The New View Campaign demands new regulations requiring that women considering these procedures receive information regarding possible risks, and also calls for independent post-operative research to assess adverse reactions. 

The protest will take place in NYC from 12-2PM outside a cosmetic genital surgeon's office. The specific location will be posted on the New View website on 11/16. The New View Campaign is working in conjunction with the National Women's Health Network, which provides information about women's health issues unbiased by the pharmaceutical industry, medical device manufacturers, etc. I find them to be a very valuable source of information. You can sign up for email alerts on their website, and consider supporting them. Barbara Seaman (see earlier post) was one of their founders, and they have been fighting for truth in women's healthcare ever since. 

If you work in Manhattan, do something good on your lunchbreak on 11/17.

Saturday, November 1, 2008

"The Business of Being Born" at Bluestockings

Bluestockings is a radical bookstore, fair trade cafe, and activist center in the Lower East Side of Manhattan. They host interesting events nearly every night, and admission is free or by donation. Does it get any better than that?

On Monday, November 10th, they will be screening THE BUSINESS OF BEING BORN, "a documentary which examines the culture and medical approaches for making American babies. The film interlaces personal birth stories with historical, political and scientific insights and statistics about the current maternity care system. A discussion with a doula and midwife will follow the screening." Start time is 7PM but I suggest getting there well before that if you want to get a seat. Lots of stuff to look at & snack on while you wait. Make efficient use of your time and start buying your community-supporting holiday gifts while you're there!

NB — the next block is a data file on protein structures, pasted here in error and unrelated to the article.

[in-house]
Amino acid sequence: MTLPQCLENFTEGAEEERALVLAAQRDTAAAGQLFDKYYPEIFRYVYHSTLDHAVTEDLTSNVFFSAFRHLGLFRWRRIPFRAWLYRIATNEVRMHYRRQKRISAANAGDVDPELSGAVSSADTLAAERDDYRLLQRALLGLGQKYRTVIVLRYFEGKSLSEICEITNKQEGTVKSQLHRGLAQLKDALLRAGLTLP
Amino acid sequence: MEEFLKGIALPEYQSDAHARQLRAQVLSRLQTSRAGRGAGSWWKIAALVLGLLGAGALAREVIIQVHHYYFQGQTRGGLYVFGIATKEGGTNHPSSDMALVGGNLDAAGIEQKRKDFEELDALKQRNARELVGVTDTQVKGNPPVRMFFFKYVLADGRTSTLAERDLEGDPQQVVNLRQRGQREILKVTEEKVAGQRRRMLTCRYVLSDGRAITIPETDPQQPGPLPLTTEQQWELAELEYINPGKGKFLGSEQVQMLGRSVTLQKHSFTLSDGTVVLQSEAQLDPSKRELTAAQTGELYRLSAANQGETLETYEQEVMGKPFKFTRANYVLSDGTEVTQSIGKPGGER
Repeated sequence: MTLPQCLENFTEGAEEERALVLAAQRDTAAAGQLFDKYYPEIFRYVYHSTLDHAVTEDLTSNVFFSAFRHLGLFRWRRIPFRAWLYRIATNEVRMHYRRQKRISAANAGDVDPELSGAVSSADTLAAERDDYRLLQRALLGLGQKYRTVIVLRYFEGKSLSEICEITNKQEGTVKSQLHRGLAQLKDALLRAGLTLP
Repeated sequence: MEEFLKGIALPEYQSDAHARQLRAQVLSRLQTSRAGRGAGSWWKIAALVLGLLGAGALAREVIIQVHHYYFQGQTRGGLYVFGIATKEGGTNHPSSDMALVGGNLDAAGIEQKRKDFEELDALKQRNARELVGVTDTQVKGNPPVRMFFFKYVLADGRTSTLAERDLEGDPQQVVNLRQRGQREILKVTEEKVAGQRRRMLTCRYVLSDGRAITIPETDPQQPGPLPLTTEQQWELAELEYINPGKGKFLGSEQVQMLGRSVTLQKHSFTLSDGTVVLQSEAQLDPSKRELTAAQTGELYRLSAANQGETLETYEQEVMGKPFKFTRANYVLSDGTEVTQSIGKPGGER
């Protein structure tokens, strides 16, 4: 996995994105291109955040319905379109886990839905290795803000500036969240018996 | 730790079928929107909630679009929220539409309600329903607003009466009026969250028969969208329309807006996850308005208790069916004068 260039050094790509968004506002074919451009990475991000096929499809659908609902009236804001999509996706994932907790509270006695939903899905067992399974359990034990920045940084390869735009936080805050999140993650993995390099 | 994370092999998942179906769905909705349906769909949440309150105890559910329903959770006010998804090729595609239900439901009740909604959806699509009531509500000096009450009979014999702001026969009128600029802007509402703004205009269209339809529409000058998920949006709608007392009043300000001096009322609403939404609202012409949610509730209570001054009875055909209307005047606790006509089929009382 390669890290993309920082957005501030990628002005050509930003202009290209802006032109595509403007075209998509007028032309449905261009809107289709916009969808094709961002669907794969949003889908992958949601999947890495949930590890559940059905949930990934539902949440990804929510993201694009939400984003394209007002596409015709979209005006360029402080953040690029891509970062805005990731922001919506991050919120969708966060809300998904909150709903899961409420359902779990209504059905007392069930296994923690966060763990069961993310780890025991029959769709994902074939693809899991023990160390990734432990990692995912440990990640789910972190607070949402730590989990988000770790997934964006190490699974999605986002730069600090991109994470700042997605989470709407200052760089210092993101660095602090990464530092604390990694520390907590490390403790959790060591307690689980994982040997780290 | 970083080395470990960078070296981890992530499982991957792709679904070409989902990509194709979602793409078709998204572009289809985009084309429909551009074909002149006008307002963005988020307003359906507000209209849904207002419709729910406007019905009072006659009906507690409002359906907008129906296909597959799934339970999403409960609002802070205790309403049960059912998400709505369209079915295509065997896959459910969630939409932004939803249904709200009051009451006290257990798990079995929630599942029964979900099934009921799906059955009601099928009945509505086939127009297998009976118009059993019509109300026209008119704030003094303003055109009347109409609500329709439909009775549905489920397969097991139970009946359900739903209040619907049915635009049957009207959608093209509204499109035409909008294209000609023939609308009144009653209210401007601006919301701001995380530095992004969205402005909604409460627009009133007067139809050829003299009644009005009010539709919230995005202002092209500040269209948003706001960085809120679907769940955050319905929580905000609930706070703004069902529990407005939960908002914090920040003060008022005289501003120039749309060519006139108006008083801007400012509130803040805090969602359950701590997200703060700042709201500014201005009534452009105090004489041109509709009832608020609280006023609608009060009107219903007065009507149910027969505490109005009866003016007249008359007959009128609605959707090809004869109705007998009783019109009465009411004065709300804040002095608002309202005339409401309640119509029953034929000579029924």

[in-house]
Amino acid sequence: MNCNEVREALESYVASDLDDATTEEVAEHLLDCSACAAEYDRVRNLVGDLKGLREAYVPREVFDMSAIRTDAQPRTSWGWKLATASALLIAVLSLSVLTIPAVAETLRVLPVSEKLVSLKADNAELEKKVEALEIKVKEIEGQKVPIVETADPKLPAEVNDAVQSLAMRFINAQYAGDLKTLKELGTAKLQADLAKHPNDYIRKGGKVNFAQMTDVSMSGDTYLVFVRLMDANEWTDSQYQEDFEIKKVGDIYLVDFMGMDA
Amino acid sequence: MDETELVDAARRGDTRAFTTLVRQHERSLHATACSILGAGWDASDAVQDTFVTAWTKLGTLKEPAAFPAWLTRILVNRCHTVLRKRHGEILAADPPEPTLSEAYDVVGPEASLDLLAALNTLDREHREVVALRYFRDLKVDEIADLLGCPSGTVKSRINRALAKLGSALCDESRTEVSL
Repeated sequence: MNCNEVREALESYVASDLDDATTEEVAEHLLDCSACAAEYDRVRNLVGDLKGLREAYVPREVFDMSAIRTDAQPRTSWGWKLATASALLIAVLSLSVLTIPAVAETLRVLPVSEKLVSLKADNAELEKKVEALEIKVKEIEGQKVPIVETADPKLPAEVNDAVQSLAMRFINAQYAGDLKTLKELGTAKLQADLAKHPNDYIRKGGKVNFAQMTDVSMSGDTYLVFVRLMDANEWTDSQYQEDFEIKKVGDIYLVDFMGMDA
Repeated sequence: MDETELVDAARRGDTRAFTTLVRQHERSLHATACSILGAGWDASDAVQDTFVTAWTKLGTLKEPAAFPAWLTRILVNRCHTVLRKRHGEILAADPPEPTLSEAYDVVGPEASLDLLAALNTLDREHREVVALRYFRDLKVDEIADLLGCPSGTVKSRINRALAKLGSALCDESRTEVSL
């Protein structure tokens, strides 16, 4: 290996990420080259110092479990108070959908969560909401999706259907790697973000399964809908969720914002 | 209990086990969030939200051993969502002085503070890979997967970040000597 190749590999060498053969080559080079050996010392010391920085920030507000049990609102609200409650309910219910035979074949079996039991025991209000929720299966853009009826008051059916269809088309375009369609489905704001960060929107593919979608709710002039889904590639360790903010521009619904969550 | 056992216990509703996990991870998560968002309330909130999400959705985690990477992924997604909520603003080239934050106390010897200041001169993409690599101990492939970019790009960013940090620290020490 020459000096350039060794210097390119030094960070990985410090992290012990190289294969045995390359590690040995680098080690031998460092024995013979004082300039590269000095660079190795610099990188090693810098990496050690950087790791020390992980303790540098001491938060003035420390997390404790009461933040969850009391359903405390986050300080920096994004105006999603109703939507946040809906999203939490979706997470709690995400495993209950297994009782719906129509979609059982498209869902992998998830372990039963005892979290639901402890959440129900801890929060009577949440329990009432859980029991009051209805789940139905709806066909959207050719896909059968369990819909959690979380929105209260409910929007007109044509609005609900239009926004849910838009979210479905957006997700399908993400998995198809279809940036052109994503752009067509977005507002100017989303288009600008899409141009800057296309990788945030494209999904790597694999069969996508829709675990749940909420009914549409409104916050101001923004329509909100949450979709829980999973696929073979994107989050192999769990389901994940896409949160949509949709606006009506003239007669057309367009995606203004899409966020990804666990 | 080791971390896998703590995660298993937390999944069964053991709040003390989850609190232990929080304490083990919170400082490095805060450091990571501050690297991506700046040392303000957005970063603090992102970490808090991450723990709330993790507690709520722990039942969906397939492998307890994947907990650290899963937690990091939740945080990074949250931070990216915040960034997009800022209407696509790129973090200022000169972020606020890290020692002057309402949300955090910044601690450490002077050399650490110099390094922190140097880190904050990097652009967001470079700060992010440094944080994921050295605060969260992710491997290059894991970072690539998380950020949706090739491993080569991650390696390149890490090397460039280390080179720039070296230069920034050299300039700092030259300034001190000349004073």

Bluestockings is located at 172 Allen Street between Stanton and Rivington (1 block south of Houston and 1st Avenue).

By train: F train to Second Avenue (one block south; exit at 1st Avenue) or JMZ-line's Essex / Delancey Street stop (5 blocks).

Saturday, September 27, 2008

The Vagina Festival is coming! October 24-26, 2008

My friend Alexandra Jacoby, an artist and activist, is organizing the second annual Vagina Festival, and if you live near New York and are reading this blog, you should definitely check it out. 

Vagina Festival will feature over 30 visual and performance artists presenting a wide variety of works including comedy, dance, music, painting, performance art, plays, poetry, and video. The aim is to create a comfortable and creative space in which to consider sexuality, body image, personal identity, health, and well-being. The Festival is an outgrowth of Alexandra's photography project, Vagina Verite, "an unabashed exploration of the plain, ordinary, mysterious matter of vaginas." Works from this project will be on display.

Vagina Festival takes place at Sage Theater in Times Square, NYC, October 24-26, 2008. See the website for program schedule and ticket information. Tickets go on sale October 1, 2008. While Vagina Festival is for and about women, it warmly welcomes men. For additional information about Vagina Festival, contact Alexandra Jacoby at alexandra at vaginafestival dot com or visit